2-9 Deformation and Failure Behavior in Deep Sedimentary Rocks

-Evaluation of Sedimentary Rocks Based on Laboratory Tests-

Fig.2-18 System of laboratory testing

Fig.2-18 System of laboratory testing

Under the rock specimen in the triaxial pressure cell.

 

Fig.2-19 An example of laboratory test results

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Fig.2-19 An example of laboratory test results

Behavior of stress, strain and pore pressure during shear. Pore pressure is increased during shearing of the rock specimen.

Several tunnels will be required in a repository of high-level radioactive waste (HLW) due to transportation of the HLW and engineered barriers, and ventilation openings. When tunnels deep underground are excavated, stress in the surrounding rock mass is increased due to stress redistribution. Deformation and failure around tunnels are then estimated to occurred. Therefore, it is necessary to understand rock mass failure and deformation for excavation and planning of a repository site.

Compared with other countries, the sedimentation period of sedimentary rock in Japan is so recent that their mechanical features are porous and weak. Therefore, it can be anticipated that microstructural failure and changes in hydraulic parameters such as pore pressure and hydraulic conductivity with stress variation will occur. Accordingly, we carried out rock mechanical testing such as tri-axial compression tests using rock cores taken from deep boreholes in the Horonobe URL Project to clarify the deformation and failure properties of sedimentary rocks. In addition, the relationship between mechanical behavior and microstructure was investigated via microscopic observations.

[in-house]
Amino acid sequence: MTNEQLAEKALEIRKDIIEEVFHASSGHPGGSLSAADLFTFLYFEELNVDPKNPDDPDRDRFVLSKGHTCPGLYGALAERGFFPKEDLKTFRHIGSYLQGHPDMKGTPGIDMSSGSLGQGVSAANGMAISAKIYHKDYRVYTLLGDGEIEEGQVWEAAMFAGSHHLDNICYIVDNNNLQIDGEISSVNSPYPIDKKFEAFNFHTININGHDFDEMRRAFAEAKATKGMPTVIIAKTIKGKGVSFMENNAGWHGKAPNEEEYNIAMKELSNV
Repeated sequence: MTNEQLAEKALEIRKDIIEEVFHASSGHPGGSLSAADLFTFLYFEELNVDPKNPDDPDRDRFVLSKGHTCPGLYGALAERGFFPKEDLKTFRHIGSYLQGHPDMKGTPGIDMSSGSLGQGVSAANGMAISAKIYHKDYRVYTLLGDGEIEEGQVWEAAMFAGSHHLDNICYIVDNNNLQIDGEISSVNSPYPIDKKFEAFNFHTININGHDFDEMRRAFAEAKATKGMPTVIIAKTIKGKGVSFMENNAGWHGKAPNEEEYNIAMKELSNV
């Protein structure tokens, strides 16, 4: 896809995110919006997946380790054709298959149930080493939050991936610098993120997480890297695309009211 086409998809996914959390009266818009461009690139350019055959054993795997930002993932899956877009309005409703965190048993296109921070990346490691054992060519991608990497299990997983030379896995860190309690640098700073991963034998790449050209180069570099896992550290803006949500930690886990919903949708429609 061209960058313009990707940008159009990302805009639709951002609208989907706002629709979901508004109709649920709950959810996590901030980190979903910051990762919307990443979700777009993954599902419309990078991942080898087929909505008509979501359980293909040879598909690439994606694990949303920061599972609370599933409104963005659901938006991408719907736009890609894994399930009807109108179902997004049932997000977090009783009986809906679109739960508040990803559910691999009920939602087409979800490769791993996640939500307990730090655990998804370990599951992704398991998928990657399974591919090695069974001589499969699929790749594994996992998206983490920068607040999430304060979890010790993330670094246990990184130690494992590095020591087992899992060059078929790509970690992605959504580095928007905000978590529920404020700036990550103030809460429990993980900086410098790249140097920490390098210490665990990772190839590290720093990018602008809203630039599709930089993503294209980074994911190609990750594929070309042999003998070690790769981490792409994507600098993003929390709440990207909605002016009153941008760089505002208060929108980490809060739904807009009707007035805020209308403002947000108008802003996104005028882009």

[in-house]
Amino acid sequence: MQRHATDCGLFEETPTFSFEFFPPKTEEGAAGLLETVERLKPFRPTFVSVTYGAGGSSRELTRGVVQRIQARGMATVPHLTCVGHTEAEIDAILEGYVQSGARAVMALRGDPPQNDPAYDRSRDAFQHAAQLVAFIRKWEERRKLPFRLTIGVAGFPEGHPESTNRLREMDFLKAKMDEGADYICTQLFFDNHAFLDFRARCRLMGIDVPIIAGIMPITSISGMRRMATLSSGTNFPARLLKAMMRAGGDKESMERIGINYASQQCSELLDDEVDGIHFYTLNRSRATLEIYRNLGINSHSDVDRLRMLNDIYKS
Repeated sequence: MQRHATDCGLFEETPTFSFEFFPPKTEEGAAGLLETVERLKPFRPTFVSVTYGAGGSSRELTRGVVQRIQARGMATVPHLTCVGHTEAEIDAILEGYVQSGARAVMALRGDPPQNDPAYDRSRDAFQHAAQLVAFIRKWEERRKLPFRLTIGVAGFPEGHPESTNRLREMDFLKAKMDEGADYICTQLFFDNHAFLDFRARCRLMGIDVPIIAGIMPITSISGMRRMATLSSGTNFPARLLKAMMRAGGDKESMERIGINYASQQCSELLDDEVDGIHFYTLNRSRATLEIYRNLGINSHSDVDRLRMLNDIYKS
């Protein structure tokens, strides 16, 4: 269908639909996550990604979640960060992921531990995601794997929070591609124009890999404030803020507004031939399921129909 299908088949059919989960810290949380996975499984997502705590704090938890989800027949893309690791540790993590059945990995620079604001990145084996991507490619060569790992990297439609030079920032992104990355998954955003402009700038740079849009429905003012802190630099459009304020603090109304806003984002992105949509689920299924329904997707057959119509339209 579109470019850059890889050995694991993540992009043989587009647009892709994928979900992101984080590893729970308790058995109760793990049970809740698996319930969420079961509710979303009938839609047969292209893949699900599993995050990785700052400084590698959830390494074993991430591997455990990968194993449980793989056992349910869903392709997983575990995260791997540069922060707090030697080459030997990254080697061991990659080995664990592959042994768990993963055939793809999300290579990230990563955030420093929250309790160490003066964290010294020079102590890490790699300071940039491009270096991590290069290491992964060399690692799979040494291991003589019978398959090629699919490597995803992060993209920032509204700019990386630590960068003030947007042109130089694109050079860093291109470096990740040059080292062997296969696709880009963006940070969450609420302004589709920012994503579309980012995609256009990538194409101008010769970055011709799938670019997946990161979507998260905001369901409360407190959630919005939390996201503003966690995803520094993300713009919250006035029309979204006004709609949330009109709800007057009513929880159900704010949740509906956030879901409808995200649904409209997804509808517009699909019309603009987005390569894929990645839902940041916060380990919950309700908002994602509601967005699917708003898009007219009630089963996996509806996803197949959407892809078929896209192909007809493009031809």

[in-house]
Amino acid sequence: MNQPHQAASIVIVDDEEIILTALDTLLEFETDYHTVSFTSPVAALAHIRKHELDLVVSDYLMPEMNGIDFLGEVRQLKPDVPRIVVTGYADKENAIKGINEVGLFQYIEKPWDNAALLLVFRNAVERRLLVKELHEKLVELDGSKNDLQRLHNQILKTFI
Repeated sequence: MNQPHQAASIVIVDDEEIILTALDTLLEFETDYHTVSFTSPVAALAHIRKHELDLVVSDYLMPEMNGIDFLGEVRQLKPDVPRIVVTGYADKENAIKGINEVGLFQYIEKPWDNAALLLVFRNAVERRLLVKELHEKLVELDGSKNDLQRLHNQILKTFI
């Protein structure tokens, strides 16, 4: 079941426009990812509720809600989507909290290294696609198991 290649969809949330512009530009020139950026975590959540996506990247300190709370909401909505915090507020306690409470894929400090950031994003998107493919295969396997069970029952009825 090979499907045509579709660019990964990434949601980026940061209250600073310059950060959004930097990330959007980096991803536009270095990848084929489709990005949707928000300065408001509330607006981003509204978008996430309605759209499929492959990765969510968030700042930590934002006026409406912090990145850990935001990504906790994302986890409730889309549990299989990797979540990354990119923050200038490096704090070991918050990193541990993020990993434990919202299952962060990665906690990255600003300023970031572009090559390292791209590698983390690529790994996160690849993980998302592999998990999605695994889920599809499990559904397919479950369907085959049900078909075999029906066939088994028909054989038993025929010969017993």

Examples of laboratory tests are described in Fig.2-18 and Fig.2-19. After rock cores were sampled, they were set in a pressure vessel and crushed under a load. Because the pore pressure and volumetric strain in the rock core during the pressure loading were recorded, volumetric dilatancy and pore pressure behavior could be evaluated. Fig.2-19 shows stress-strain curves for diatomaceous mudstone from the Koetoi formation. The Koetoi formation is composed of diatom including numerous tiny pores, and it possesses features of porosity and low permeability. According to the test results, the stress-strain shape switched from strain softening to ductile behavior with an increase in confining pressure. In addition, a large confining pressure led to an increase in pore pressure. Increasing pore pressure during shearing can be expected to lead to microstructural failure and shrinkage with an increase in confining pressure.

Mine-by experiments are being conducted in the Horonobe URL Project, and technical insights taken from the laboratory tests were used for interpretation of mine-by experiments and rock mechanical modeling.


Reference
Sanada, H. et al., Influences of Sedimentary History on the Mechanical Properties and Microscopic Structure Change of Horonobe Siliceous Rocks, Journal of MMIJ, vol.125, no.10-11, 2009, p.521-529 (in Japanese).

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